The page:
Light: The darker green varieties of aglaonema can grow in near shade, while the variegated varieties require brighter light. Do not expose any aglaonema to Direct Sun
Water: Water thoroughly in the summer and mist the plant often to raise the humidity. During the winter, reduce watering but do not let the plant dry out completely.
Temperature: These plants do not like cold drafts or temperatures below 65 F. Be sure to keep them away from drafty windows or vents and the warmer the spot you can find for them, the better.
WATERING Aglaonema Silver Queen – If you place your Aglaonema Silver Queen in high light, you can allow the potting mix to dry down approximately 1/2 to 3/4 of the way before watering thoroughly. In a lower light situation, allow soil to dry between waterings.
TEMPERATURES for Aglaonema Silver Queen should be at a minimum of 60°F. It is easily damaged by cold drafts and temperatures. Be sure to keep away from cold spots and drafts and move away from cold window panes in the winter time.
PLACE Aglaonema Silver Queen in any shaded location. Full sun, especially through glass, will most likely burn the exposed leaves. This plant will survive in low light For a really nice looking plant, try to provide
Ficus trees can maintain their tree-like shape regardless of their size, so this makes them ideal for bonsais or for massive houseplants in large spaces. Their leaves can be either dark green or variegated. In recent years, some imaginative nurseries have started to take advantage of their pliable trunks to braid or twist the plants into different forms.
Plant the ficus in a well-draining potting mix. Purchase a loamy soil with added vermiculite or perlite for drainage, or mix your own. Use 3 parts loam 1 part peat and 1 part sand for a well-draining mixture. Plant in a deep pot with drainage holes so the water can run out. Place the ficus near a window in a room that gets bright light in the summer with more moderate light in the winter. Turn the plant occasionally so all the growth does not occur on one side.
Water weekly during the summer with room-temperature water. Add water until it drains from the bottom of the pot. Discard the excess water if it flows into a container. Adjust the watering for your particular plant. Allow the soil to dry slightly between waterings. If the leaves turn yellow and begin to drop, you may need to increase or decrease the amount of water. Check the root ball. If the roots are soggy water the plant less often. If they are dry, increase watering. Humidity and light levels affect the amount of water needed.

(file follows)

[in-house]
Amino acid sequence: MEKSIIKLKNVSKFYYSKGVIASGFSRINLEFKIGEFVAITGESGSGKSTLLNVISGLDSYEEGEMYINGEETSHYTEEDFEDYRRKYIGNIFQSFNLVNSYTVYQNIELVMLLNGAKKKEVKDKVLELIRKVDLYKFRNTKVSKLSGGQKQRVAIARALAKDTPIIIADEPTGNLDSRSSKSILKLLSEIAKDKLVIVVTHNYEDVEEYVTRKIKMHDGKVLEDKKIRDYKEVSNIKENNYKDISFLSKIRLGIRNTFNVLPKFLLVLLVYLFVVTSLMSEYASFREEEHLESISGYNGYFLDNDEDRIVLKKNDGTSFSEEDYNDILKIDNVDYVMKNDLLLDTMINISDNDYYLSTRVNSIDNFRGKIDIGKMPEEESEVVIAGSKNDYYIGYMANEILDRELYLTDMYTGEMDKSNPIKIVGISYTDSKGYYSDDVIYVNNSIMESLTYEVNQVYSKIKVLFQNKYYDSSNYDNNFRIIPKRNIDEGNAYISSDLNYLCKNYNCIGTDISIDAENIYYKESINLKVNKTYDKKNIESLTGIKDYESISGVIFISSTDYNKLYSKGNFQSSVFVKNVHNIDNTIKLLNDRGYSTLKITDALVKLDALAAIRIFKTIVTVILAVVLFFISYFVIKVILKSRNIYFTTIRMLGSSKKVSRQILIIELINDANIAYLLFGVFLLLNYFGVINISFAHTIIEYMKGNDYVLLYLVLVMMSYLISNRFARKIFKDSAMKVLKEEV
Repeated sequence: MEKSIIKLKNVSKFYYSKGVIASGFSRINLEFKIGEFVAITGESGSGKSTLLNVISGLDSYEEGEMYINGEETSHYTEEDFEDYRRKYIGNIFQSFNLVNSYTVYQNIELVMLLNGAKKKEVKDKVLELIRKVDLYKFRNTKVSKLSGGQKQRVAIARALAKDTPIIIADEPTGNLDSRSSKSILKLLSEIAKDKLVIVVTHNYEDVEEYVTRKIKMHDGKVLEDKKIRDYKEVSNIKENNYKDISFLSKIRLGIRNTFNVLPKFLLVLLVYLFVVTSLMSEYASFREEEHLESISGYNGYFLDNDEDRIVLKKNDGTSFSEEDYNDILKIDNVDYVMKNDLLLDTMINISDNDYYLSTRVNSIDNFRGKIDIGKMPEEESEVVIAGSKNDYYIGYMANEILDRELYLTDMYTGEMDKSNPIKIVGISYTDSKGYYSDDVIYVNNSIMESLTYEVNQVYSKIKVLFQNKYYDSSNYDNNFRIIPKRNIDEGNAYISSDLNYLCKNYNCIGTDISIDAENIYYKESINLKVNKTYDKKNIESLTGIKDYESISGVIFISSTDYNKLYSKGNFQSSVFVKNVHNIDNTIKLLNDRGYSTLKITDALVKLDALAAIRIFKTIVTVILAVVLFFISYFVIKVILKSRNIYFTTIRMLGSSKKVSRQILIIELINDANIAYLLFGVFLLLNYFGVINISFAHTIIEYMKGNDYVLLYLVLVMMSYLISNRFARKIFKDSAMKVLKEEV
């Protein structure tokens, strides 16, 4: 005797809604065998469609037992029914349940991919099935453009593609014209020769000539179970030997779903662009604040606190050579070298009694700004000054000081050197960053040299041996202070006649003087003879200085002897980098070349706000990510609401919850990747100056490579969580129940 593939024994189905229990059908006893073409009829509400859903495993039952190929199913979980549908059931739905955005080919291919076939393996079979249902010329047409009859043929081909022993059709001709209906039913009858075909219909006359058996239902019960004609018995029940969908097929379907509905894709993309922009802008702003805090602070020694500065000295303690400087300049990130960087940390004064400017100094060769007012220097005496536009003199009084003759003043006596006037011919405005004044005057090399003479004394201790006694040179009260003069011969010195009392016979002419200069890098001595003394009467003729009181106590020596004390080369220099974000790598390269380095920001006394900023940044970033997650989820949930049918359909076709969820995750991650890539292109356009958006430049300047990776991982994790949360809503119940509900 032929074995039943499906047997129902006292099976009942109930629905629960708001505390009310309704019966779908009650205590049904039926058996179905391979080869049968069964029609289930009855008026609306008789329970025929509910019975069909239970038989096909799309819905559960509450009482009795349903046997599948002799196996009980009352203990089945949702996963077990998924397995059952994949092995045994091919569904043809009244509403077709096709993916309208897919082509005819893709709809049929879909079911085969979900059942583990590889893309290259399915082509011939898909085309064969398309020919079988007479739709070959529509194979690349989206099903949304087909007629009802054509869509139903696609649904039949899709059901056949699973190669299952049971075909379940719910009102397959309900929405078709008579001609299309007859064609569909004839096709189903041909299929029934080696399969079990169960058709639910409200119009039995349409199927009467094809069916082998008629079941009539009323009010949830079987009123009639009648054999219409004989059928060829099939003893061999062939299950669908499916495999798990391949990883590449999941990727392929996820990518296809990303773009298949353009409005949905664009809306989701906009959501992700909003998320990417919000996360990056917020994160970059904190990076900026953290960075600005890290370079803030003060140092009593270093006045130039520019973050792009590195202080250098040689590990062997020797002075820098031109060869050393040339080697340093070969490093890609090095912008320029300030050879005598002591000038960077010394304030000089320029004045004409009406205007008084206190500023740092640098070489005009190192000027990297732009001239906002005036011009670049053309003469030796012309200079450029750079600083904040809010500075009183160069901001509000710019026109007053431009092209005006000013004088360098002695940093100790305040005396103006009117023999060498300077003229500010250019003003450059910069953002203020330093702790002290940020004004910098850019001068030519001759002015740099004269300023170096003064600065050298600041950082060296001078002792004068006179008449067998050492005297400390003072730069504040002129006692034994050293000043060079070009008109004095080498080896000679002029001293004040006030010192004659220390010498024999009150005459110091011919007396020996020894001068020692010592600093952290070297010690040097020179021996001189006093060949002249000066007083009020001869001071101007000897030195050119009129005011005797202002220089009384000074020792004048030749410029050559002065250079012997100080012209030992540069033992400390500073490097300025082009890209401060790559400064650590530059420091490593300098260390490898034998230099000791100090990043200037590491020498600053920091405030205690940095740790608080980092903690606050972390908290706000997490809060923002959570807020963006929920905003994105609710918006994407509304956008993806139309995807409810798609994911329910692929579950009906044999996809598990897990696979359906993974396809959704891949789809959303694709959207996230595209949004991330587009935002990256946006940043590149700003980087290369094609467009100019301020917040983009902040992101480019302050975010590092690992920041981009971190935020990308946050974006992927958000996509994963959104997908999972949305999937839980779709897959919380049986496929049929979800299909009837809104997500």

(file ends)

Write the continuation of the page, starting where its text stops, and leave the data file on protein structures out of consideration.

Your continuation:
Gardenias are native to the tropical and subtropical regions of Africa, southern Asia, Australasia and Oceania. This species can be difficult to grow elsewhere because it demands high humidity to thrive and bright (not direct) light. Some types of gardenias can be grown as houseplants
- Gardenia plants need high humidity.
- A loose, well-drained organic soil is recommended.
- Do not over-water gardenias.
- Fertilize with an acid fertilizer.
watering, once a week, depending on the season. On hot summer days they might need a bit more water than on colder days. What’s important is to not keep the soil wet, but let it dry out a bit in between waterings, but also don’t let it dry out completely, either. The plants in terracotta pots might need watering more often because the terracotta absorbs part of the water.
All my Pileas love a spot in front of a window where they get a lot of light, but almost no direct sunlight. This is where they grow best. In a spot where there’s more shade, they will do fine too, but the leaves might turn a darker green. Too much direct sunlight might scorch the leaves. I do rotate my plants a few times a week because the leaves grow in the direction o
As with other indoor plants, Kentia palm care requires the right watering and lighting levels for a long life. Fortunately, because the Kentia palm is so forgiving, it will tolerate low-light and low-humidity conditions, as well as dust, heat, and general neglect. Plant your Kentia in fast draining potting mix, preferably on the sandy side. Find an area in your home that receives indirect light through a window; it does not necessarily need to be an extremely bright spot. Water Kentias only when the top inch of soil starts to dry out. Over watering can lead to root rot if the soil mix does not drain fast enough.
Moses in the Cradle is a popular house plant, related to the Wandering Jew plant. You’ll find that it’s just as easy to grow.
Dark-green, lance-shaped leaves with purplish-red undersides make this a beautiful house plant year-round. You can keep your plant indoors. But if you move it outdoors for the summer, keep it shaded from direct sun. Also, check the soil every couple days so that it doesn’t dry out.
Pot it in a small decorative container for a stunning table accent. A newer variety, Rhoea discolor ‘Variegata’ is even more spectacular, with striped foliage in burgundy, pink, green and cream.
It blooms any time of year. Small, white, 3-petaled flowers grow in the leaf axils, nestled in the boat-shaped leaves, giving this plant its common names, Moses in the Cradle, Moses in a Boat and Boat Lily.
Let the sun shine in. Grow your plant in bright light year-round for good foliage color and flowers. It will tolerate lower light, but the leaves will be more green than purple.